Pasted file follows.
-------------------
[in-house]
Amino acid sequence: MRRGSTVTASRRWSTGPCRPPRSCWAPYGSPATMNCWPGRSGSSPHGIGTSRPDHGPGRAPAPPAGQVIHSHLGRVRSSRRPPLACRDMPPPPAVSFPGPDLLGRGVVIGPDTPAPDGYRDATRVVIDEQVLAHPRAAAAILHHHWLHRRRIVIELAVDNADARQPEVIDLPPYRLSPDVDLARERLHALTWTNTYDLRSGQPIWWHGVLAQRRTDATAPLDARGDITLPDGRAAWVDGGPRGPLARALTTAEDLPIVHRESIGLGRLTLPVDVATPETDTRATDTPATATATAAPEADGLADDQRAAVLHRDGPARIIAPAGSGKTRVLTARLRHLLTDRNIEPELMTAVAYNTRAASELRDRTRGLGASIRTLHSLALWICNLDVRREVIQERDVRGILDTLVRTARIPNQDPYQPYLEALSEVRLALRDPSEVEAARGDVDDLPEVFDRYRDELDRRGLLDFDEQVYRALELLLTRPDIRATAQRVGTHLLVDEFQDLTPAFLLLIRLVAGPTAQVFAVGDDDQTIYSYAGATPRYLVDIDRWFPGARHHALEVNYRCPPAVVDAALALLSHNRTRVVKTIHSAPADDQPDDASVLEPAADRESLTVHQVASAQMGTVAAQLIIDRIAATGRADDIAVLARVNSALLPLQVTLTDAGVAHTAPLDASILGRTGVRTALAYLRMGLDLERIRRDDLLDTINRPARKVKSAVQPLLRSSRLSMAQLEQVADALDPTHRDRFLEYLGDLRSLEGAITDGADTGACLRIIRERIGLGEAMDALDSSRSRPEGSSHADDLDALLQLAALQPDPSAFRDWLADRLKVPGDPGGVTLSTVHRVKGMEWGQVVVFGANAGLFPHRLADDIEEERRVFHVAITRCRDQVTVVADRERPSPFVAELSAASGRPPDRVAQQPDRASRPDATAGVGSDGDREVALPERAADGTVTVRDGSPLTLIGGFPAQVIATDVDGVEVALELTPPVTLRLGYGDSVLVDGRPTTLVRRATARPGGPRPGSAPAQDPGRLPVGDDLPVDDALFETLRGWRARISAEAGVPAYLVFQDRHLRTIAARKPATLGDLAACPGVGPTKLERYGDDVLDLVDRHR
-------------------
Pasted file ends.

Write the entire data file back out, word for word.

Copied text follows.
[in-house]
Amino acid sequence: MRRGSTVTASRRWSTGPCRPPRSCWAPYGSPATMNCWPGRSGSSPHGIGTSRPDHGPGRAPAPPAGQVIHSHLGRVRSSRRPPLACRDMPPPPAVSFPGPDLLGRGVVIGPDTPAPDGYRDATRVVIDEQVLAHPRAAAAILHHHWLHRRRIVIELAVDNADARQPEVIDLPPYRLSPDVDLARERLHALTWTNTYDLRSGQPIWWHGVLAQRRTDATAPLDARGDITLPDGRAAWVDGGPRGPLARALTTAEDLPIVHRESIGLGRLTLPVDVATPETDTRATDTPATATATAAPEADGLADDQRAAVLHRDGPARIIAPAGSGKTRVLTARLRHLLTDRNIEPELMTAVAYNTRAASELRDRTRGLGASIRTLHSLALWICNLDVRREVIQERDVRGILDTLVRTARIPNQDPYQPYLEALSEVRLALRDPSEVEAARGDVDDLPEVFDRYRDELDRRGLLDFDEQVYRALELLLTRPDIRATAQRVGTHLLVDEFQDLTPAFLLLIRLVAGPTAQVFAVGDDDQTIYSYAGATPRYLVDIDRWFPGARHHALEVNYRCPPAVVDAALALLSHNRTRVVKTIHSAPADDQPDDASVLEPAADRESLTVHQVASAQMGTVAAQLIIDRIAATGRADDIAVLARVNSALLPLQVTLTDAGVAHTAPLDASILGRTGVRTALAYLRMGLDLERIRRDDLLDTINRPARKVKSAVQPLLRSSRLSMAQLEQVADALDPTHRDRFLEYLGDLRSLEGAITDGADTGACLRIIRERIGLGEAMDALDSSRSRPEGSSHADDLDALLQLAALQPDPSAFRDWLADRLKVPGDPGGVTLSTVHRVKGMEWGQVVVFGANAGLFPHRLADDIEEERRVFHVAITRCRDQVTVVADRERPSPFVAELSAASGRPPDRVAQQPDRASRPDATAGVGSDGDREVALPERAADGTVTVRDGSPLTLIGGFPAQVIATDVDGVEVALELTPPVTLRLGYGDSVLVDGRPTTLVRRATARPGGPRPGSAPAQDPGRLPVGDDLPVDDALFETLRGWRARISAEAGVPAYLVFQDRHLRTIAARKPATLGDLAACPGVGPTKLERYGDDVLDLVDRHR